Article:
bookmark_borderSPD, Labour etc.

Steinmeier bringt Frieden
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They story being reported everywhere at the moment is that the CDU/CSU have won the elections together with the FDP and will now be able to govern Germany in a so-called black-yellow coalition.

Slightly more sophisticated reports might point out that the CDU results were mostly static, and that the gains were almost entirely made by the liberal FDP.

However, in my view the big story is the collapse of the SPD. They have lost a third of their support, going from 222 seats to 146 (the results are not final yet).

All other parties have gained: CDU/CSU (13 more seats), the Greens (17), the Left party (22) and FDP (32).

This seems to be very similar to what’s going to happen in the UK soon.

Labour’s support is plummeting, and the Tories seem to be gaining mainly by default, simply by not being Labour, with the LibDems staying where they are.

Something similar could be seen at the recent European elections, which just demonstrates that the collapse of the social-democratic parties is a Europe-wide phenomenon.

The way I see it, these parties in most countries tried to move to the right because they could see their voters were becoming wealthier and thus more right-wing, and this worked like a treat for a while.

Gradually, however, voters became disenchanted with these parties that seem to believe in one thing but to do the opposite, with parties both to the left and the right making gains.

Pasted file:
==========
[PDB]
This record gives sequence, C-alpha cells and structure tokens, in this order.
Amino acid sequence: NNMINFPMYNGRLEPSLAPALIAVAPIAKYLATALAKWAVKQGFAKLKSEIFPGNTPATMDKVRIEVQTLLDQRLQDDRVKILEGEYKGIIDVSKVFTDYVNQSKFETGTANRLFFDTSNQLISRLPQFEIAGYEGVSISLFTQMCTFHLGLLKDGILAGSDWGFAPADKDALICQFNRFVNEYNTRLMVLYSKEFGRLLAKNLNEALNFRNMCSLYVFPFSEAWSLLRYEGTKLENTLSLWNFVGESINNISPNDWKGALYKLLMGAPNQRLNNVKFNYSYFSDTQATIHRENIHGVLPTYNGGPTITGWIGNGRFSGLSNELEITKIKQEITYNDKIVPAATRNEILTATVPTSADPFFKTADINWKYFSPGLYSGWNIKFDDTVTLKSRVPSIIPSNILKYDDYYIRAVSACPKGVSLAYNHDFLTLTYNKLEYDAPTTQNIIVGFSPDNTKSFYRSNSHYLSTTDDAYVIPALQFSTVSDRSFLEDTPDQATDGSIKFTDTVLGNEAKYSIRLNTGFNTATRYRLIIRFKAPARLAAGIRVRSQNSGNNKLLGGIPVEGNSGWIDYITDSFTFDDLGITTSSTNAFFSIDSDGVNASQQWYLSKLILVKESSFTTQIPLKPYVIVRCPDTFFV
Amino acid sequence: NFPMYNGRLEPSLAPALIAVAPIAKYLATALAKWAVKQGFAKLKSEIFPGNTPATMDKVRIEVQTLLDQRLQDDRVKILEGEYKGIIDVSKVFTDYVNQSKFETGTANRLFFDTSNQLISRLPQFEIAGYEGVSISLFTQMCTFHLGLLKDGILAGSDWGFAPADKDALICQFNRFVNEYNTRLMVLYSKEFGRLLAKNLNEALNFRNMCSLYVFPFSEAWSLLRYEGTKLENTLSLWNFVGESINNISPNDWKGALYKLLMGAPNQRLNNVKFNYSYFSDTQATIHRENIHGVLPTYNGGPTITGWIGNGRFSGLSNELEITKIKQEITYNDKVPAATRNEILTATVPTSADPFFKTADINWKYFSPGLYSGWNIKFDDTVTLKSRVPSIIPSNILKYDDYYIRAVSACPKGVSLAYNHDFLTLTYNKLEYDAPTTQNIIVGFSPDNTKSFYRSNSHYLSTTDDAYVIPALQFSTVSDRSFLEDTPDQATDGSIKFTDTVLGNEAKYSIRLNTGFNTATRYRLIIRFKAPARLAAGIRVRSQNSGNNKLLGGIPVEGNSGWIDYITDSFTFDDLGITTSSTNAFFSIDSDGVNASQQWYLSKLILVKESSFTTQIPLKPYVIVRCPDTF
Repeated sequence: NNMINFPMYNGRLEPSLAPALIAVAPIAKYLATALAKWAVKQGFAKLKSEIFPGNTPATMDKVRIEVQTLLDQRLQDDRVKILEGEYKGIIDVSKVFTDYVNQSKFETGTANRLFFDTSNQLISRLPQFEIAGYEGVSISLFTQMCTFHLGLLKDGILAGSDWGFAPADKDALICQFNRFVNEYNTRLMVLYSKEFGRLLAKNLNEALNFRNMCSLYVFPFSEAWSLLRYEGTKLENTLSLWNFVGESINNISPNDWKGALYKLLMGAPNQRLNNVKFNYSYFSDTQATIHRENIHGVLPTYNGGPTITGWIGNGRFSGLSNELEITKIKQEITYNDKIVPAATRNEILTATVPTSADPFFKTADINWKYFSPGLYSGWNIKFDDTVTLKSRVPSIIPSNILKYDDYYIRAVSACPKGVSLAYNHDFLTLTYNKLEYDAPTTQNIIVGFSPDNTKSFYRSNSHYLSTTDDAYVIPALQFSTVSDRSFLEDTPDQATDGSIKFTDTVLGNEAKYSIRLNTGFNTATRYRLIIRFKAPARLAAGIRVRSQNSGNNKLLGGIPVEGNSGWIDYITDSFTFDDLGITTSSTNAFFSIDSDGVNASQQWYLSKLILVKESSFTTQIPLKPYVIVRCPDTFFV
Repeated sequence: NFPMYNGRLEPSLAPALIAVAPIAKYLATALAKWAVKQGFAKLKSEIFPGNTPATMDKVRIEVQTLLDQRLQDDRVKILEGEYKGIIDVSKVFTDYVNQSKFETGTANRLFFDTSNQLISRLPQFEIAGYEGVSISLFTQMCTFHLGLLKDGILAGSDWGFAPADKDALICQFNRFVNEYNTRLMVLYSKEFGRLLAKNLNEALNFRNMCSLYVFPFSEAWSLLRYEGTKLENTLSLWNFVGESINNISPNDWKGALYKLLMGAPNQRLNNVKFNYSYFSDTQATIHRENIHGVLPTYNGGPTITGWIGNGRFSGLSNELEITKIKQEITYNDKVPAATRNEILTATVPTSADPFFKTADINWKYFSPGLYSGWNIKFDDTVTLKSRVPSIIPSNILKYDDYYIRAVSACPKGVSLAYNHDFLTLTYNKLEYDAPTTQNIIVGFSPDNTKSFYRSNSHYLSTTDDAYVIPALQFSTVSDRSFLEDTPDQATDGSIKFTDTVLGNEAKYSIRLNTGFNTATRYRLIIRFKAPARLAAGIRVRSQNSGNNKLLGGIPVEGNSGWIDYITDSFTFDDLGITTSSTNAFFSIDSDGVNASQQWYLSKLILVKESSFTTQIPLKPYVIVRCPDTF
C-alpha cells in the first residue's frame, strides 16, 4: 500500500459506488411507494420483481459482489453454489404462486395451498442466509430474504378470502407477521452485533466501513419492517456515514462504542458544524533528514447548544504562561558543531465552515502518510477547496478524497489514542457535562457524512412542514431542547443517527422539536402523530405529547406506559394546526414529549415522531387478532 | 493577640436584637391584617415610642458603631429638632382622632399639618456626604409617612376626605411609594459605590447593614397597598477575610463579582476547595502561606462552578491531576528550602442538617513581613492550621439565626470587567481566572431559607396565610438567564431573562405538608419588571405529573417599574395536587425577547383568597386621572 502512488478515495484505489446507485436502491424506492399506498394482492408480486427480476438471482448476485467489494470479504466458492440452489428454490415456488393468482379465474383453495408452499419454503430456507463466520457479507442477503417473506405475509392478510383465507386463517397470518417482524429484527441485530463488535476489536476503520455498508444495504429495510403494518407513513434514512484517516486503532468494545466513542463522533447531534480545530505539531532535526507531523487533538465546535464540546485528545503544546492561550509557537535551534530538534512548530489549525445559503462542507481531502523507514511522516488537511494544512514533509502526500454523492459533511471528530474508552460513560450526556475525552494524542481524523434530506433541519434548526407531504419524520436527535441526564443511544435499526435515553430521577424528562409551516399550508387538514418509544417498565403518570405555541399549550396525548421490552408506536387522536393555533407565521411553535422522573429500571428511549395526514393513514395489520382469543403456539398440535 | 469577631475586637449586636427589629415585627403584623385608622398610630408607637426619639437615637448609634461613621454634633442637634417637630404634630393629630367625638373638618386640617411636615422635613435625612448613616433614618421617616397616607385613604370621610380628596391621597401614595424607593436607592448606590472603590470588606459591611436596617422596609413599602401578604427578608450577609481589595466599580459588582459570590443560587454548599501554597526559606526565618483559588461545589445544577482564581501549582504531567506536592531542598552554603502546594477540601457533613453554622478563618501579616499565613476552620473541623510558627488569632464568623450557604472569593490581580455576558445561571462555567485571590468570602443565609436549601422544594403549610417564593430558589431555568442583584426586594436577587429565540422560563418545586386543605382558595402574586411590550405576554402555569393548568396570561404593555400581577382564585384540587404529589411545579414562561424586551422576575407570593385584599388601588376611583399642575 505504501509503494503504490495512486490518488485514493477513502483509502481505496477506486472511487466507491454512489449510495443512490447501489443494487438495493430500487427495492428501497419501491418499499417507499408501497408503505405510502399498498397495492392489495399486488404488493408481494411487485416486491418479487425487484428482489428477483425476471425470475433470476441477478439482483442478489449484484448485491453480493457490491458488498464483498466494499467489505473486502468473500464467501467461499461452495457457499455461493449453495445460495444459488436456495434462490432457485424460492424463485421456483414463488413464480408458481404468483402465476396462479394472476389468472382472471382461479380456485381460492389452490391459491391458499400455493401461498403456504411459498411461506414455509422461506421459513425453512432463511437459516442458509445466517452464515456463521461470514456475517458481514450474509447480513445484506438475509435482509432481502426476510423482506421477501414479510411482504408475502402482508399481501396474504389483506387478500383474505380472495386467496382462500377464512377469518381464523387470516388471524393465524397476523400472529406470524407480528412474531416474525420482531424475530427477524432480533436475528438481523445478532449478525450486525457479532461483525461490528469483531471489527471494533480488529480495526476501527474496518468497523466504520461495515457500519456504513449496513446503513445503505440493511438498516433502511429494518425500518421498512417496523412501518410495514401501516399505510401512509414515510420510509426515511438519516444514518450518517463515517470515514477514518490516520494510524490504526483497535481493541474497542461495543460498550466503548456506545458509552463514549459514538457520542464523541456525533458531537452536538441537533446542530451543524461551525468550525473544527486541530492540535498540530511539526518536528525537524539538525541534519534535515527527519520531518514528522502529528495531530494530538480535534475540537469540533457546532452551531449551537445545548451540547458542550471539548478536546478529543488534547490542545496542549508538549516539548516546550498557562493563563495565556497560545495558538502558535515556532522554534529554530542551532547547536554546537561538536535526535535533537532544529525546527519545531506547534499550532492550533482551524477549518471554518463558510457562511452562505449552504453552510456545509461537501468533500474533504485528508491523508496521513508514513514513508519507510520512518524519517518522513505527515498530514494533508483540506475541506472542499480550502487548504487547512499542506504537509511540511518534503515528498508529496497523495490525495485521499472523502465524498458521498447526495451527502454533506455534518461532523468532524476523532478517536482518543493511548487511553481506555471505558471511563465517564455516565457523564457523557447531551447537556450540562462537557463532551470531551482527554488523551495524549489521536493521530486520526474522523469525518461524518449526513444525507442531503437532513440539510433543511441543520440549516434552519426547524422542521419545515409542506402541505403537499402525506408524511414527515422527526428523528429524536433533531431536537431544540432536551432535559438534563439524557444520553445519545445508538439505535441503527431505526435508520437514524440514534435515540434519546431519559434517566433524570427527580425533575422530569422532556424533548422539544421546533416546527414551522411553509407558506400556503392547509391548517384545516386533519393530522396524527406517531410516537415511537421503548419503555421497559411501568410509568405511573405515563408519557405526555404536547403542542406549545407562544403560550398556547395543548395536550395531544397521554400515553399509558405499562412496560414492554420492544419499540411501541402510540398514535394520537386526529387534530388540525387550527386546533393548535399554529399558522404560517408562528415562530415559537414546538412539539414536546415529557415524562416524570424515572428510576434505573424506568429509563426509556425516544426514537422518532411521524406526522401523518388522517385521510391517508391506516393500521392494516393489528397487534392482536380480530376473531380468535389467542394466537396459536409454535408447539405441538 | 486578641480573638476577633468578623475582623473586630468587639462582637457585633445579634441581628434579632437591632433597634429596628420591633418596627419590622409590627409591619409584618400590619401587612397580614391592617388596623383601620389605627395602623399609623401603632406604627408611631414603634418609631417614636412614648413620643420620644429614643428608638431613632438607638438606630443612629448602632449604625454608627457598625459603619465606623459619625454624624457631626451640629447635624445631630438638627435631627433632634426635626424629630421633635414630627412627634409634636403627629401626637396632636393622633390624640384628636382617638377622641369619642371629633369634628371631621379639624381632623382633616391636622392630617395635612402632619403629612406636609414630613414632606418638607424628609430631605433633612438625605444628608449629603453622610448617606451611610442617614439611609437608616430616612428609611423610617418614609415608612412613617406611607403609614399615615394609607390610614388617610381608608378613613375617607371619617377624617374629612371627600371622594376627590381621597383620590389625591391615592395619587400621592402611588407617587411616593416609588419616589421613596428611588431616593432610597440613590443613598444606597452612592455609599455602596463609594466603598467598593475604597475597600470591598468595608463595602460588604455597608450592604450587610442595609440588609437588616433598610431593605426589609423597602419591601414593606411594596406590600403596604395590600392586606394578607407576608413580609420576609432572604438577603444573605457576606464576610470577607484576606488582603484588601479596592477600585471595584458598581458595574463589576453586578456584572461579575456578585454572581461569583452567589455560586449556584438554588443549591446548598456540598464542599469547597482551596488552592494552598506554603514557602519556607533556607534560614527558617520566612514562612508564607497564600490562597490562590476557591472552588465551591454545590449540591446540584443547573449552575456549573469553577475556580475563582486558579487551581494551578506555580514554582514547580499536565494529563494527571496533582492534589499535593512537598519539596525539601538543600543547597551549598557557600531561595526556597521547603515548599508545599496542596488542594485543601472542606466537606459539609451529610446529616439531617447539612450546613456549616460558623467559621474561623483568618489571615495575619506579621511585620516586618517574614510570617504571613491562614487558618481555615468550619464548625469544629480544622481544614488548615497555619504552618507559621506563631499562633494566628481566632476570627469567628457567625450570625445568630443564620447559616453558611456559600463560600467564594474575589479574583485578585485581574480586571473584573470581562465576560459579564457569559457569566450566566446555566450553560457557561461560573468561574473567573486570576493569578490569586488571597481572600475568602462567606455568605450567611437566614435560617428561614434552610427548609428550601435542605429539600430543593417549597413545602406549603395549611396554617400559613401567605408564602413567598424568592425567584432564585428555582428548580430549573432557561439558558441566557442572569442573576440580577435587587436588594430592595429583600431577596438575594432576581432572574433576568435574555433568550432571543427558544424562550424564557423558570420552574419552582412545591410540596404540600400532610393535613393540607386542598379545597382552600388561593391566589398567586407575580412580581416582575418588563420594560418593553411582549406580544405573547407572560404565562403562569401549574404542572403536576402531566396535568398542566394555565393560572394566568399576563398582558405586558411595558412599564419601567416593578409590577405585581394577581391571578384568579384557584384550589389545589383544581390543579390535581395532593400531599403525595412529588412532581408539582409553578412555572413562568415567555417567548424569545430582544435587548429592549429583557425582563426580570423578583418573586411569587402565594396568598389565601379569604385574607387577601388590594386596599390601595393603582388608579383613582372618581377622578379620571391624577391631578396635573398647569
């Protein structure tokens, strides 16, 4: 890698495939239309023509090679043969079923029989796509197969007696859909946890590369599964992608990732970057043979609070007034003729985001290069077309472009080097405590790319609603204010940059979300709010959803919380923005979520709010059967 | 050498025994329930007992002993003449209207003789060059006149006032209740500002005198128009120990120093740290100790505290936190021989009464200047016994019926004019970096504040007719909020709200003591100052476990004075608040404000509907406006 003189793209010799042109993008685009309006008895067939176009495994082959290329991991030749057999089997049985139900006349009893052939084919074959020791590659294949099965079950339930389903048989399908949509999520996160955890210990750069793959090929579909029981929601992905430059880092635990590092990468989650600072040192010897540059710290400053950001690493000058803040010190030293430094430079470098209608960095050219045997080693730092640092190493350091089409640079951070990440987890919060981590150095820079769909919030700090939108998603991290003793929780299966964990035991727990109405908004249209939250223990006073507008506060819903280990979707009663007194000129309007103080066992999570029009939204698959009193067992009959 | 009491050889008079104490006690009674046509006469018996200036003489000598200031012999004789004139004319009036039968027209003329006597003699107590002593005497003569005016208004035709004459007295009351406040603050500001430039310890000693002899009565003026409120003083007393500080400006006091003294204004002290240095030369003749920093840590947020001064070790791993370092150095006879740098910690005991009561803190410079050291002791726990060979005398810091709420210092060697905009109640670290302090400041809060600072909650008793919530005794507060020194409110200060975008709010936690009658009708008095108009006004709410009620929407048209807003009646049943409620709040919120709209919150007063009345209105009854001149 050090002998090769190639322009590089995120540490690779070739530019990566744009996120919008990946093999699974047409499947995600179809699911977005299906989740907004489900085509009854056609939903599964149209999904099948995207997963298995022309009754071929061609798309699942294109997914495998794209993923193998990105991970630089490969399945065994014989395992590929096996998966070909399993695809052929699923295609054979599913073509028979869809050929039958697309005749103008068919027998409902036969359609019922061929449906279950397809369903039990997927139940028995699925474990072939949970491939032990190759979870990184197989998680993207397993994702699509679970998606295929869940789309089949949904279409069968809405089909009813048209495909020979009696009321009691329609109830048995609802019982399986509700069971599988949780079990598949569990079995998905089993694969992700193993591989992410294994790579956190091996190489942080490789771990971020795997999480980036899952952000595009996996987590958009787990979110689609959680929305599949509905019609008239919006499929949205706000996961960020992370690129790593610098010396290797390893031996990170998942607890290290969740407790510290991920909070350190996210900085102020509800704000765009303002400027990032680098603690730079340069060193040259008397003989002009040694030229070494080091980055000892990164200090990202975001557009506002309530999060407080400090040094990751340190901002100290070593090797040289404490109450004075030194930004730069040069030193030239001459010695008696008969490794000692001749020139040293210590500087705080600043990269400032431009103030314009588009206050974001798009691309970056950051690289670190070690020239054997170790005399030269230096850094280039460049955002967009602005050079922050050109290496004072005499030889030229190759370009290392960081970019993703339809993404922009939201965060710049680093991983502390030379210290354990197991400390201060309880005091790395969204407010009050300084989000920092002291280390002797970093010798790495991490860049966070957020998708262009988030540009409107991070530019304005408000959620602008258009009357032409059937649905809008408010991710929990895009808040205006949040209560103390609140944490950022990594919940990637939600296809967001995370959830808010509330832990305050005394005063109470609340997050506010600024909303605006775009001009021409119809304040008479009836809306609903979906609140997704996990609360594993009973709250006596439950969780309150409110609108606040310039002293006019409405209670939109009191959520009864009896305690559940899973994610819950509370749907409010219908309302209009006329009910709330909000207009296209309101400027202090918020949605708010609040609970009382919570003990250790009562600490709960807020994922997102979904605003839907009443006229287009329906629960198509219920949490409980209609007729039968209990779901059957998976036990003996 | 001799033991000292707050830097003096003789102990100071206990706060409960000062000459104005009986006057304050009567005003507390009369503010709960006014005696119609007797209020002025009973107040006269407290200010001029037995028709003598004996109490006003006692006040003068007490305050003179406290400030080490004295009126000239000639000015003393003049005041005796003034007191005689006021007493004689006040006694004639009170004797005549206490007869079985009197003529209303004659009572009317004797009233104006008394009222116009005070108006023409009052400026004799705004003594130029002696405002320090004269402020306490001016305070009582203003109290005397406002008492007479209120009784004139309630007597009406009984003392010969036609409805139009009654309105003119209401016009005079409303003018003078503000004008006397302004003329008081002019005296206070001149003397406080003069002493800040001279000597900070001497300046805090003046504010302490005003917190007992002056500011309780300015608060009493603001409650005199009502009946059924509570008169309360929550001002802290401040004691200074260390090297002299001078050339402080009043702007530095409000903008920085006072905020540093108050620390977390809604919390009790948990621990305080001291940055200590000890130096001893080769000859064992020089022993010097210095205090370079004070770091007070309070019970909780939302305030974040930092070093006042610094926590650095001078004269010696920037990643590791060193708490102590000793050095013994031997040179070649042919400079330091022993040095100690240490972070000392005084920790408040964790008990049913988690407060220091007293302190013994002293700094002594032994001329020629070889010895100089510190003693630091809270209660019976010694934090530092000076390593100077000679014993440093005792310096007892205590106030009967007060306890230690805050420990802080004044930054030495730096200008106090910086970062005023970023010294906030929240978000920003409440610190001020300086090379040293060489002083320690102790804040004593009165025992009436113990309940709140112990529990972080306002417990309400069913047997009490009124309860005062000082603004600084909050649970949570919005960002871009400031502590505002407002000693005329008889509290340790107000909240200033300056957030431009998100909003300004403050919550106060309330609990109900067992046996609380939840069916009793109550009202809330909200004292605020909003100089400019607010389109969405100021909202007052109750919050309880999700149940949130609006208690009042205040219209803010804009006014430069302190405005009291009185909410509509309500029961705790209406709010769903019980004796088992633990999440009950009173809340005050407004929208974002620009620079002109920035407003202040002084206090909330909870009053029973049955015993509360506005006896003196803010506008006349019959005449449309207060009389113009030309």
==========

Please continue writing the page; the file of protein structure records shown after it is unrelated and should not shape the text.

The first-past-the-post system in the UK means that there is no party to the left of Labour to hoover up unhappy Labour voters, so instead turnout is falling, with all other parties profiting because their voters now make up a larger share of a smaller pot of votes.

In most other countries, parties on the left are gaining, such as die Linke in Germany and SF in Denmark.

It will be interesting to see over the next decade whether Labour, SPD and their sister parties throughout Europe will find a new raison d’être, or whether they will be reduced to smaller, less significant parties, like the liberal parties (the LibDems, FDP etc.) during the second half of the 20th century.

bookmark_borderAn inflatable parrot

A couple of years ago, when we had just got a new camcorder, I bought Charlotte a birthday present: “How to make a movie: The secret of Pirate Island”.

On the back, it said: “All you need is a digital camcorder, a modern computer with basic video editing software and four actors (boys or girls). We provide the rest.” Pretty cool, I thought.

However, it was put aside and never used, but recently she finally opened the box.

It contained a bunch of booklets, a pirate’s eye-patch, a treasure map, a CD, some stickers and a director’s clapboard.

When we opened the Pre-production booklet, we were surprised to read this:

Certain props are included in this box, but some other small props will be needed:

  • A clipboard
  • Plastic swords (preferably cutlasses)
  • A toy boat
  • Some pieces of wood, to create a makeshift raft
  • A broomstick, to make a mast
  • A Jolly Roger flag (skull-and-crossbones)
  • An inflatable parrot
  • A biscuit-tin
  • A supply of 2p-coins onto which you can stick the doubloons
  • Rope
  • A blindfold

It finally points out you’ll need costumes for all the actors.

Of course, given the size of the box, I didn’t expect it to contain four complete pirate costumes, but am I the only one who thinks that “We provide the rest” could lead the unsuspecting consumer into believing that you wouldn’t need to do any additional shopping?

I mean, most people probably have a biscuit tin, a broomstick and some 2p coins, so that’s perfectly OK, but I know that we own neither a Jolly Roger flag nor an inflatable parrot, and I haven’t seen our plastic swords for ages.

This is very misleading, and if the company can’t be bothered including all the unusual props, perhaps they should start selling downloadable PDF files on the Internet instead.